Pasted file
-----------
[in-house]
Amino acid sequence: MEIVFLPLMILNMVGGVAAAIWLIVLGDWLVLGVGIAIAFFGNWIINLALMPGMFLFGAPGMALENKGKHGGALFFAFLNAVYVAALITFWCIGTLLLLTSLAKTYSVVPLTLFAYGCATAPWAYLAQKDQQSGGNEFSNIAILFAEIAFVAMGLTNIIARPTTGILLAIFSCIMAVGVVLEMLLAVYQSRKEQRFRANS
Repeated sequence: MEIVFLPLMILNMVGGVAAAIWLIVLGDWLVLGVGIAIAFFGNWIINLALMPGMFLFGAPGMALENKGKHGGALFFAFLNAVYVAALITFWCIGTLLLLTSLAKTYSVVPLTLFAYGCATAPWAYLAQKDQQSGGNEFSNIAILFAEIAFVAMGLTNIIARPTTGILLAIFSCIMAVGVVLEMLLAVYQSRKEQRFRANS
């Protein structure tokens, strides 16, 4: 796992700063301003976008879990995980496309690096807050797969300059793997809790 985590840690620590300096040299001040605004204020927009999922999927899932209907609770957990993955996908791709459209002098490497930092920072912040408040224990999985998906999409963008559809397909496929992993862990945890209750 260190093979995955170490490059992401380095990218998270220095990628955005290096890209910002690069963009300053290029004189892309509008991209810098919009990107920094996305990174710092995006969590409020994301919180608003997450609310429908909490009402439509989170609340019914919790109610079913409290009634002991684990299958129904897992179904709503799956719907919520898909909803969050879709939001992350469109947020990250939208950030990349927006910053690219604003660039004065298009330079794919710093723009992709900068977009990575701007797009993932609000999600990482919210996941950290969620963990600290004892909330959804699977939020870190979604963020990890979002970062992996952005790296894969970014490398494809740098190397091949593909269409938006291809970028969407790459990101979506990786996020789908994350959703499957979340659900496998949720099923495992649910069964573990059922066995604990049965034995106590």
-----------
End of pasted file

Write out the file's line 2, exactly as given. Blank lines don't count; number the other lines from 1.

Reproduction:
Amino acid sequence: MEIVFLPLMILNMVGGVAAAIWLIVLGDWLVLGVGIAIAFFGNWIINLALMPGMFLFGAPGMALENKGKHGGALFFAFLNAVYVAALITFWCIGTLLLLTSLAKTYSVVPLTLFAYGCATAPWAYLAQKDQQSGGNEFSNIAILFAEIAFVAMGLTNIIARPTTGILLAIFSCIMAVGVVLEMLLAVYQSRKEQRFRANS